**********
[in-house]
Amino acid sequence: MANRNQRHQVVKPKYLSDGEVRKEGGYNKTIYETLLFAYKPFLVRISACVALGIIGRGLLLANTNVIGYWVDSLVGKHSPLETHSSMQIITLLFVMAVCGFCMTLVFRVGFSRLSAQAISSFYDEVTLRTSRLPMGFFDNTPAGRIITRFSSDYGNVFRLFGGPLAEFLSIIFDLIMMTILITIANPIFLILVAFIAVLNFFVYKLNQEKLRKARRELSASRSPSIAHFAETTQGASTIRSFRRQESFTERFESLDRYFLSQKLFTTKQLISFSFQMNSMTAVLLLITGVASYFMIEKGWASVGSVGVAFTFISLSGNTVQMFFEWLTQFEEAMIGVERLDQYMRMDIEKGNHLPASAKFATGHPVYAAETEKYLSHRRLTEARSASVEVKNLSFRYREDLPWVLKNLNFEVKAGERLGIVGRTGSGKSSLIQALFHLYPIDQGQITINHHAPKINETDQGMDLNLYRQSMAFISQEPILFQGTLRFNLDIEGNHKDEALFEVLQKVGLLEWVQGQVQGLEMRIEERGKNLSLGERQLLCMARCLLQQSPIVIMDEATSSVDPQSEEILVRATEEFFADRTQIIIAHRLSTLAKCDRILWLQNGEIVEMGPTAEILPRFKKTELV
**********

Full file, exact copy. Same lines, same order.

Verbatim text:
[in-house]
Amino acid sequence: MANRNQRHQVVKPKYLSDGEVRKEGGYNKTIYETLLFAYKPFLVRISACVALGIIGRGLLLANTNVIGYWVDSLVGKHSPLETHSSMQIITLLFVMAVCGFCMTLVFRVGFSRLSAQAISSFYDEVTLRTSRLPMGFFDNTPAGRIITRFSSDYGNVFRLFGGPLAEFLSIIFDLIMMTILITIANPIFLILVAFIAVLNFFVYKLNQEKLRKARRELSASRSPSIAHFAETTQGASTIRSFRRQESFTERFESLDRYFLSQKLFTTKQLISFSFQMNSMTAVLLLITGVASYFMIEKGWASVGSVGVAFTFISLSGNTVQMFFEWLTQFEEAMIGVERLDQYMRMDIEKGNHLPASAKFATGHPVYAAETEKYLSHRRLTEARSASVEVKNLSFRYREDLPWVLKNLNFEVKAGERLGIVGRTGSGKSSLIQALFHLYPIDQGQITINHHAPKINETDQGMDLNLYRQSMAFISQEPILFQGTLRFNLDIEGNHKDEALFEVLQKVGLLEWVQGQVQGLEMRIEERGKNLSLGERQLLCMARCLLQQSPIVIMDEATSSVDPQSEEILVRATEEFFADRTQIIIAHRLSTLAKCDRILWLQNGEIVEMGPTAEILPRFKKTELV